People frequently argue that California should be the model for the nation’s energy use, because it has managed to keep per capita energy consumption flat over the past couple of decades. Not so fast, says Tom Tanton of the Pacific Research Institute and the Institute for Energy Research. In a paper published today by the Competitive Enterprise Institute, he reviews California’s policies and show that they have had significant costs as well as other detrimental effects and are likely to have even higher costs and even worse effects in the future. California’s policies have led to the highest electricity and gasoline prices in the continental U. S. and contributed to the de-industrialization of California.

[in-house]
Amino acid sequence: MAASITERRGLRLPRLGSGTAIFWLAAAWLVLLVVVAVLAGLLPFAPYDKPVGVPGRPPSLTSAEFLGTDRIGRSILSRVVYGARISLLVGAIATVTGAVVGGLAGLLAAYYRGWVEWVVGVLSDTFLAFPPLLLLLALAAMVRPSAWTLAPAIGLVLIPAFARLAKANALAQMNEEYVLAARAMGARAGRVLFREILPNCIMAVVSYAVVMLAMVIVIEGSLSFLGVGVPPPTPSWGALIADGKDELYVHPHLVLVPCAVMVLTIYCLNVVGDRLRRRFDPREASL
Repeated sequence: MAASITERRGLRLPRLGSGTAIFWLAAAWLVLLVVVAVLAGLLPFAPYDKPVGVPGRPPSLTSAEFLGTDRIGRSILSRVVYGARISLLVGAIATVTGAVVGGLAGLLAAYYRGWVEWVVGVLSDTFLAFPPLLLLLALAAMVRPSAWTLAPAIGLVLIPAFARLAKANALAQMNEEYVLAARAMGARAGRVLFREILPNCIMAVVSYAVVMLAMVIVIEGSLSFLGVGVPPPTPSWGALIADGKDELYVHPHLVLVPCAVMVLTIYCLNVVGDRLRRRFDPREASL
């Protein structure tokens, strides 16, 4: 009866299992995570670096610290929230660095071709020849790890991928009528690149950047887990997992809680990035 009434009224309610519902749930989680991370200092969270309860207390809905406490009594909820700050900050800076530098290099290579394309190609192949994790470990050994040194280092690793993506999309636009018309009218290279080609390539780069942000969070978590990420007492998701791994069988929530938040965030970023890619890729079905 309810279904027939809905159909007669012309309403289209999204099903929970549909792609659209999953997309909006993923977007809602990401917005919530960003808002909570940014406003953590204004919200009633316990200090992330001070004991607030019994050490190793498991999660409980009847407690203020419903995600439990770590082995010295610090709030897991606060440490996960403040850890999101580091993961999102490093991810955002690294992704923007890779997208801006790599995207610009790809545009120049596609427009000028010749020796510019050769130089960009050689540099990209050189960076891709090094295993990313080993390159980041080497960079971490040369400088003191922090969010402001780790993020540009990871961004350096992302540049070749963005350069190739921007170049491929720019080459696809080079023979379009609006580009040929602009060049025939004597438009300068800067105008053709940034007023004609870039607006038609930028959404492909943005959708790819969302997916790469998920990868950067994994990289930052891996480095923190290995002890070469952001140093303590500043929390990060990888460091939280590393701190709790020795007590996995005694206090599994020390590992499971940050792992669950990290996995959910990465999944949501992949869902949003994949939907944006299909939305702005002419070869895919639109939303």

While per capita electricity consumption has remained flat, total electricity demand has increased 65 percent since 1980.
Tom also points out that California has certain factors working that make its so-called success largely illusory:
First, California’s mild climate aids dramatically in reducing consumption for heating and cooling of homes and businesses.
Second, California’s economy has undergone a structural change, away from energy-intensive manufacturing to less energy-intensive services, which are also more reliant on having a consistent electricity supply. This shift is due in part to manufacturing firms leaving the state because of high energy prices.
Third, while the California economy has grown during the past 25 years, it has also become more volatile.
Fourth, California’s high residential property prices tilt the housing market towards smaller homes and apartments and encourage more people to live in the same household.
Tom is to be congratulated for such an important contribution to the debate.